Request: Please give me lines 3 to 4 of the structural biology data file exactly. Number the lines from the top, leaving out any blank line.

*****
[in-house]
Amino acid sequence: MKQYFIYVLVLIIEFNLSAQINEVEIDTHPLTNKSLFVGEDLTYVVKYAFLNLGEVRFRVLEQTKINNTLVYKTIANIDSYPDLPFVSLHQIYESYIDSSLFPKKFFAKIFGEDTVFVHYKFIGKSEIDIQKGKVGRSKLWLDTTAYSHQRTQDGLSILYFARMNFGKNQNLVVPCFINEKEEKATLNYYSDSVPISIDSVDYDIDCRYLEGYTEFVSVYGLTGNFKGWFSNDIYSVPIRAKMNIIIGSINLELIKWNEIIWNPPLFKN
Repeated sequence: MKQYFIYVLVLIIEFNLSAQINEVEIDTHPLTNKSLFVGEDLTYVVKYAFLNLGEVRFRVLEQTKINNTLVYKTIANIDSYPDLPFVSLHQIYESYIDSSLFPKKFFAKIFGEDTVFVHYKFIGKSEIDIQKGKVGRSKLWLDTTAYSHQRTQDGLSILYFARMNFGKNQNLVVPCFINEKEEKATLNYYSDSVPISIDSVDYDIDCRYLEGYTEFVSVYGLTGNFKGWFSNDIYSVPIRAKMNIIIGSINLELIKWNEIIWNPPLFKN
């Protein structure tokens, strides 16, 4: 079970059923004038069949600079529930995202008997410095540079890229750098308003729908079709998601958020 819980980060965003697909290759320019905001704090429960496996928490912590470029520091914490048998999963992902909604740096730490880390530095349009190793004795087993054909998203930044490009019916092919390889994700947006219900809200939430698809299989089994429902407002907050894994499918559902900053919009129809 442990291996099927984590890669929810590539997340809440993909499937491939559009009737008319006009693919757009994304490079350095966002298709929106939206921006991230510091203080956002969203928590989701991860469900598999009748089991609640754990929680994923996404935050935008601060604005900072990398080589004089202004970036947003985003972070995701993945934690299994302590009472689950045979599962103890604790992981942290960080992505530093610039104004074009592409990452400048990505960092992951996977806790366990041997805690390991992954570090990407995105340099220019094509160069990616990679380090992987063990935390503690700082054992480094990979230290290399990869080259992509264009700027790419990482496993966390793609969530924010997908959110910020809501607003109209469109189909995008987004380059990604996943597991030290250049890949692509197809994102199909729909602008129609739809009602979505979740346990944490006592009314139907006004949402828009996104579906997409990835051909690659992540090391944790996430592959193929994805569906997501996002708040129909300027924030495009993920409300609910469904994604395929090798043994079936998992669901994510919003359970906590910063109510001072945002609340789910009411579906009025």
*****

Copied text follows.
Repeated sequence: MKQYFIYVLVLIIEFNLSAQINEVEIDTHPLTNKSLFVGEDLTYVVKYAFLNLGEVRFRVLEQTKINNTLVYKTIANIDSYPDLPFVSLHQIYESYIDSSLFPKKFFAKIFGEDTVFVHYKFIGKSEIDIQKGKVGRSKLWLDTTAYSHQRTQDGLSILYFARMNFGKNQNLVVPCFINEKEEKATLNYYSDSVPISIDSVDYDIDCRYLEGYTEFVSVYGLTGNFKGWFSNDIYSVPIRAKMNIIIGSINLELIKWNEIIWNPPLFKN
């Protein structure tokens, strides 16, 4: 079970059923004038069949600079529930995202008997410095540079890229750098308003729908079709998601958020 819980980060965003697909290759320019905001704090429960496996928490912590470029520091914490048998999963992902909604740096730490880390530095349009190793004795087993054909998203930044490009019916092919390889994700947006219900809200939430698809299989089994429902407002907050894994499918559902900053919009129809 442990291996099927984590890669929810590539997340809440993909499937491939559009009737008319006009693919757009994304490079350095966002298709929106939206921006991230510091203080956002969203928590989701991860469900598999009748089991609640754990929680994923996404935050935008601060604005900072990398080589004089202004970036947003985003972070995701993945934690299994302590009472689950045979599962103890604790992981942290960080992505530093610039104004074009592409990452400048990505960092992951996977806790366990041997805690390991992954570090990407995105340099220019094509160069990616990679380090992987063990935390503690700082054992480094990979230290290399990869080259992509264009700027790419990482496993966390793609969530924010997908959110910020809501607003109209469109189909995008987004380059990604996943597991030290250049890949692509197809994102199909729909602008129609739809009602979505979740346990944490006592009314139907006004949402828009996104579906997409990835051909690659992540090391944790996430592959193929994805569906997501996002708040129909300027924030495009993920409300609910469904994604395929090798043994079936998992669901994510919003359970906590910063109510001072945002609340789910009411579906009025």